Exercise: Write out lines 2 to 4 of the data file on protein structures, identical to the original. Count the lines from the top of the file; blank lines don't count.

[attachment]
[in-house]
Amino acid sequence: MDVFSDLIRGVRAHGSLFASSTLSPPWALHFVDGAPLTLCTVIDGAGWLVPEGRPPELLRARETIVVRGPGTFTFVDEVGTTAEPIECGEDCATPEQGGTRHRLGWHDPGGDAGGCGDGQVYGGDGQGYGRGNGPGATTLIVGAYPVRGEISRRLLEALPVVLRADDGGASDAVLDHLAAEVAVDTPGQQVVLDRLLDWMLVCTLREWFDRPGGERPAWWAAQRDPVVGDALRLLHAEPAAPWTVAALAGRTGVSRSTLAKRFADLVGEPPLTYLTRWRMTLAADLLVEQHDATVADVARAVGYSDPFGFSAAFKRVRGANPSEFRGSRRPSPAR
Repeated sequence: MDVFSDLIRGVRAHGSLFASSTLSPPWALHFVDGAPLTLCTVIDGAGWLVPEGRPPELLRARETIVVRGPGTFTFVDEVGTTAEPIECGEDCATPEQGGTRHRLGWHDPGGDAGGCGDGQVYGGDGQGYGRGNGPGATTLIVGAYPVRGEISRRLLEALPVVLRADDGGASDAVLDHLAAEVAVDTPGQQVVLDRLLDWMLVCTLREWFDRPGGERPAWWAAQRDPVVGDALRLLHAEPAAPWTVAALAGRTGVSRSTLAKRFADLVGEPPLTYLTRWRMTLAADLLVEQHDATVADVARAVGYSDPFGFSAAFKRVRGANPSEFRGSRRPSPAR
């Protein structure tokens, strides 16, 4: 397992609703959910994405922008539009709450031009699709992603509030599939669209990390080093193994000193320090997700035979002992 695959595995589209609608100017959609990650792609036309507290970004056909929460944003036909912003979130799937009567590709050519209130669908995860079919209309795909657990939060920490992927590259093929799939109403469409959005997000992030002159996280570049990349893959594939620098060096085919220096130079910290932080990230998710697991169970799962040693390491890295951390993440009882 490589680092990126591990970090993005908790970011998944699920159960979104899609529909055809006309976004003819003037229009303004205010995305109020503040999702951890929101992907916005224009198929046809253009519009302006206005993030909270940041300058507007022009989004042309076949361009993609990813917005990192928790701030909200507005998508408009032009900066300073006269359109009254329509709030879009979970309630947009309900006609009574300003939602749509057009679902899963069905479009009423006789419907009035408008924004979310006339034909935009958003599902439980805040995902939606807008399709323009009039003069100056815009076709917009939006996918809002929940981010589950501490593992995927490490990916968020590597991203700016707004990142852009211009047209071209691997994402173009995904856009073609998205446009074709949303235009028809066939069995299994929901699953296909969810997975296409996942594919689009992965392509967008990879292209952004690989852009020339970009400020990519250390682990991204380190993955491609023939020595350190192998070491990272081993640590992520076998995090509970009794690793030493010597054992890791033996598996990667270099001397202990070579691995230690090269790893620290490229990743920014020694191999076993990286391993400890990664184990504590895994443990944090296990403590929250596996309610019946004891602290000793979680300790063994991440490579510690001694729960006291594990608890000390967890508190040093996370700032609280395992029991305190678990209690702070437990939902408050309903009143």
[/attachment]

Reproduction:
Amino acid sequence: MDVFSDLIRGVRAHGSLFASSTLSPPWALHFVDGAPLTLCTVIDGAGWLVPEGRPPELLRARETIVVRGPGTFTFVDEVGTTAEPIECGEDCATPEQGGTRHRLGWHDPGGDAGGCGDGQVYGGDGQGYGRGNGPGATTLIVGAYPVRGEISRRLLEALPVVLRADDGGASDAVLDHLAAEVAVDTPGQQVVLDRLLDWMLVCTLREWFDRPGGERPAWWAAQRDPVVGDALRLLHAEPAAPWTVAALAGRTGVSRSTLAKRFADLVGEPPLTYLTRWRMTLAADLLVEQHDATVADVARAVGYSDPFGFSAAFKRVRGANPSEFRGSRRPSPAR
Repeated sequence: MDVFSDLIRGVRAHGSLFASSTLSPPWALHFVDGAPLTLCTVIDGAGWLVPEGRPPELLRARETIVVRGPGTFTFVDEVGTTAEPIECGEDCATPEQGGTRHRLGWHDPGGDAGGCGDGQVYGGDGQGYGRGNGPGATTLIVGAYPVRGEISRRLLEALPVVLRADDGGASDAVLDHLAAEVAVDTPGQQVVLDRLLDWMLVCTLREWFDRPGGERPAWWAAQRDPVVGDALRLLHAEPAAPWTVAALAGRTGVSRSTLAKRFADLVGEPPLTYLTRWRMTLAADLLVEQHDATVADVARAVGYSDPFGFSAAFKRVRGANPSEFRGSRRPSPAR
């Protein structure tokens, strides 16, 4: 397992609703959910994405922008539009709450031009699709992603509030599939669209990390080093193994000193320090997700035979002992 695959595995589209609608100017959609990650792609036309507290970004056909929460944003036909912003979130799937009567590709050519209130669908995860079919209309795909657990939060920490992927590259093929799939109403469409959005997000992030002159996280570049990349893959594939620098060096085919220096130079910290932080990230998710697991169970799962040693390491890295951390993440009882 490589680092990126591990970090993005908790970011998944699920159960979104899609529909055809006309976004003819003037229009303004205010995305109020503040999702951890929101992907916005224009198929046809253009519009302006206005993030909270940041300058507007022009989004042309076949361009993609990813917005990192928790701030909200507005998508408009032009900066300073006269359109009254329509709030879009979970309630947009309900006609009574300003939602749509057009679902899963069905479009009423006789419907009035408008924004979310006339034909935009958003599902439980805040995902939606807008399709323009009039003069100056815009076709917009939006996918809002929940981010589950501490593992995927490490990916968020590597991203700016707004990142852009211009047209071209691997994402173009995904856009073609998205446009074709949303235009028809066939069995299994929901699953296909969810997975296409996942594919689009992965392509967008990879292209952004690989852009020339970009400020990519250390682990991204380190993955491609023939020595350190192998070491990272081993640590992520076998995090509970009794690793030493010597054992890791033996598996990667270099001397202990070579691995230690090269790893620290490229990743920014020694191999076993990286391993400890990664184990504590895994443990944090296990403590929250596996309610019946004891602290000793979680300790063994991440490579510690001694729960006291594990608890000390967890508190040093996370700032609280395992029991305190678990209690702070437990939902408050309903009143």